After getting clean and spending time in South Africa, Sara-Jayne fell in love with her home of birth and finally decided she would definitely want to come back home to her roots.
After a few years, Sara-Jayne King packed up her things and returned to permanently stay in South Africa. She landed in SA the morning after Nelson Mandela had passed to a country mourning and celebrating the life of a legend at the same time.
Upon her return and permanent relocation, the first thing she could not wait to do was get rid of the name Karoline. ‘I remember running around everywhere, getting new IDs, a new passport, a new birth certificate. I hated the fact that my birth mum had to ‘kill’ me to cover the shame of my birth and since Karoline had already been killed, I did not see why I had to bear the name.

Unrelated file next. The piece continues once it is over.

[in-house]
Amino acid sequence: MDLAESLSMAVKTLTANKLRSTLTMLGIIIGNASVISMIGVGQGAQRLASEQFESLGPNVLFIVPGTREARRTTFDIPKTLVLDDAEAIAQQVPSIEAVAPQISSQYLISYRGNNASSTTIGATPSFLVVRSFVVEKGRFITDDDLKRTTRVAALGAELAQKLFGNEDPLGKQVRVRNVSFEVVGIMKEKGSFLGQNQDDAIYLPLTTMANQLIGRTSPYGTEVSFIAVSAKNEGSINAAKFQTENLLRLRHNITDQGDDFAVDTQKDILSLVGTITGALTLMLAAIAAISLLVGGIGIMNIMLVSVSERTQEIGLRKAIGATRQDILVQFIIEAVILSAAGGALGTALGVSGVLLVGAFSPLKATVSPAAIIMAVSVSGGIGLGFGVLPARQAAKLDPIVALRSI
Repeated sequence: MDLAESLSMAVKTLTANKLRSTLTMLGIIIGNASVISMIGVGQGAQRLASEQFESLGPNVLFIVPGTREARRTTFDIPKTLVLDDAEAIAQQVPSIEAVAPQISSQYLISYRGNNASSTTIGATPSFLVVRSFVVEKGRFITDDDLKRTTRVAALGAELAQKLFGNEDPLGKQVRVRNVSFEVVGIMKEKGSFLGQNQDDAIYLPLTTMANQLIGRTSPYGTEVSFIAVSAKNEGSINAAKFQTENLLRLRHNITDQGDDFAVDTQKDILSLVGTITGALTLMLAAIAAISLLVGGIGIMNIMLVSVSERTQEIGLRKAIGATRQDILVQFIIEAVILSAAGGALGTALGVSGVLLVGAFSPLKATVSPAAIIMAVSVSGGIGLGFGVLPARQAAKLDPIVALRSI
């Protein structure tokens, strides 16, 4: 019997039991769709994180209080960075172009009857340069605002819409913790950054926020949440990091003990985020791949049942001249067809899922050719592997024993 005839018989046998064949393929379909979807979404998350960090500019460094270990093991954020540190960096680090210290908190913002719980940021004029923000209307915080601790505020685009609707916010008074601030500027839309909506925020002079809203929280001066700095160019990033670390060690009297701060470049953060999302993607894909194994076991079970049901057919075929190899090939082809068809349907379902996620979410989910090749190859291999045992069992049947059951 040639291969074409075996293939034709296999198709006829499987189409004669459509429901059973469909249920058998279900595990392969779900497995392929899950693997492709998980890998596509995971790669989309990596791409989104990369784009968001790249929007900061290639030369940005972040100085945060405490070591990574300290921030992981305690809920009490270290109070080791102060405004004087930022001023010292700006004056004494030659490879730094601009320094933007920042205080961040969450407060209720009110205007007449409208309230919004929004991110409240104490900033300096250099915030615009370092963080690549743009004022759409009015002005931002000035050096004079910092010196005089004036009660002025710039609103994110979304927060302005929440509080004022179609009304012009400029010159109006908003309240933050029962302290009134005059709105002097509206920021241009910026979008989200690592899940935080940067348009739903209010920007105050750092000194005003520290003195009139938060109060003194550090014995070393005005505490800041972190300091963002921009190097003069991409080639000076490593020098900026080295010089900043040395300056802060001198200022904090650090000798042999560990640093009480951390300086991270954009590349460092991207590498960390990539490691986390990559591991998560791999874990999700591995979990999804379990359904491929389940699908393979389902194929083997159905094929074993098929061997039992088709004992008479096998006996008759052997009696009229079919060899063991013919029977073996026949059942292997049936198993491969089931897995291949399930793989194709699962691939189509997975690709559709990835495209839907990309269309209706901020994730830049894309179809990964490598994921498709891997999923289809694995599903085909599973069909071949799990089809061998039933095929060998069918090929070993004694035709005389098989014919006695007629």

The day I finally received all my documents bearing my new name was a day of great fulfillment. I knew I had done it. I had found my identity as a black South African.’
Sara-Jayne through Twitter was able to reconcile with her father after so many years apart and they spent the greater part of their reunion shedding tears.
‘We are not the best of friends, we have our own problems like every other father and daughter do, but we are getting to know each other and it is a great relationship. I have met my siblings and everyone keeps saying I look like my dad. We have a pretty great family going for us.’
Sara-Jayne King has written a memoir about her life called ‘Killing Karoline’